Friday was the 150th anniversary of the laying of the Cook Strait cable.
Back then, it was a telegraph cable, and represented a huge leap forward for communications in New Zealand.
Kirstie Ross, history curator at Te Papa, says it was boom time and a period when the then government was sponsoring railways and infrastructure throughout New Zealand.
At the time it took a day to travel between the two islands.
Fast connection to the South Island, which was then known as the middle island, was increasingly important as economic activity in the North Island was growing, and the new capital in Wellington was established.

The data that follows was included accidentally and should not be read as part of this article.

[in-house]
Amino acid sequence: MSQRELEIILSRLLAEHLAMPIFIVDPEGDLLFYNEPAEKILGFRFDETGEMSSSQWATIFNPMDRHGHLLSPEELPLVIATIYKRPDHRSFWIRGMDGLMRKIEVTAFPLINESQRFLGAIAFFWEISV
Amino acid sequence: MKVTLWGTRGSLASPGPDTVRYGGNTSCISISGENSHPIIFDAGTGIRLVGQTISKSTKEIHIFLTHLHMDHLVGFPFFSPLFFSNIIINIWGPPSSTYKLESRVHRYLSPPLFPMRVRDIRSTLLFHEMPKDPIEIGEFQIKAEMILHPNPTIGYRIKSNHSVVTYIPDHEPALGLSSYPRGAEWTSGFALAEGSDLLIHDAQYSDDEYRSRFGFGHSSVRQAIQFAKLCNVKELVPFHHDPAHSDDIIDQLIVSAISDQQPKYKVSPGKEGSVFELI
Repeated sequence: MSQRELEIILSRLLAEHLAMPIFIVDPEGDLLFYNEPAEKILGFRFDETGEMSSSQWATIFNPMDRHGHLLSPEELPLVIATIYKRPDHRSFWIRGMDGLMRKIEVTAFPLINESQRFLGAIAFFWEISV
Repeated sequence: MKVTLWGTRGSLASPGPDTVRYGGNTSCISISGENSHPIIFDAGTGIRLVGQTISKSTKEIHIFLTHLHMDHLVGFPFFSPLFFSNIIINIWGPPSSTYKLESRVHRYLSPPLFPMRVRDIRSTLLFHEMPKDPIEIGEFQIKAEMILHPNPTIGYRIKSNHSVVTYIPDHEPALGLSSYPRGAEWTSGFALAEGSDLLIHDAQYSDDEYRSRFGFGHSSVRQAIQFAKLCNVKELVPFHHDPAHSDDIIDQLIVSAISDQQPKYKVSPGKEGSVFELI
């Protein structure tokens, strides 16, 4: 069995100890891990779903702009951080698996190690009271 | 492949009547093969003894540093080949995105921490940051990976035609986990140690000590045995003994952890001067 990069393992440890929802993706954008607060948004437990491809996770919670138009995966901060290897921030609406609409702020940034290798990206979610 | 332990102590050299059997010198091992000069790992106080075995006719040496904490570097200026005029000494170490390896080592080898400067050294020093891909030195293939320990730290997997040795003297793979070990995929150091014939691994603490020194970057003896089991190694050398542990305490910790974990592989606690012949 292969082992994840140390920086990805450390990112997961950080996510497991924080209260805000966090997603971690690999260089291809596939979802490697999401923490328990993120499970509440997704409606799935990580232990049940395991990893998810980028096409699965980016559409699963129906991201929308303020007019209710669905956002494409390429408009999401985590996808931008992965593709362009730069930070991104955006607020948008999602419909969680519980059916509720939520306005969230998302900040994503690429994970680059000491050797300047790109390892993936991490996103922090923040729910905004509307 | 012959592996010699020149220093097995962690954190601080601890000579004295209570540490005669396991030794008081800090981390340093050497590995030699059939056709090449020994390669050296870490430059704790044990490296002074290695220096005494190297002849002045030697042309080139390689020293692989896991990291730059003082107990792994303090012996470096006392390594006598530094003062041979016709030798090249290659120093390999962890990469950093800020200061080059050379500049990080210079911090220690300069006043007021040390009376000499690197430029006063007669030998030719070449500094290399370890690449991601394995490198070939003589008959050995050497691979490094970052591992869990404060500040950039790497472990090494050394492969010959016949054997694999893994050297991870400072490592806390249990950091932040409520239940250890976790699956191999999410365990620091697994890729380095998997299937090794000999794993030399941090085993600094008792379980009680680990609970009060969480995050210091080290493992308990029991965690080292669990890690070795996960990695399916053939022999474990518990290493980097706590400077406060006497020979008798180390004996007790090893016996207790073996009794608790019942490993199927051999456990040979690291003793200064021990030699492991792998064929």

The copper cable was brought out from England and was finally laid out towards the end of 1866, but disaster struck when just off Whites Bay the propeller of the ship carrying the cable became entangled and sheared through the newly laid line.
It was eventually patched up, and the two islands were finally linked.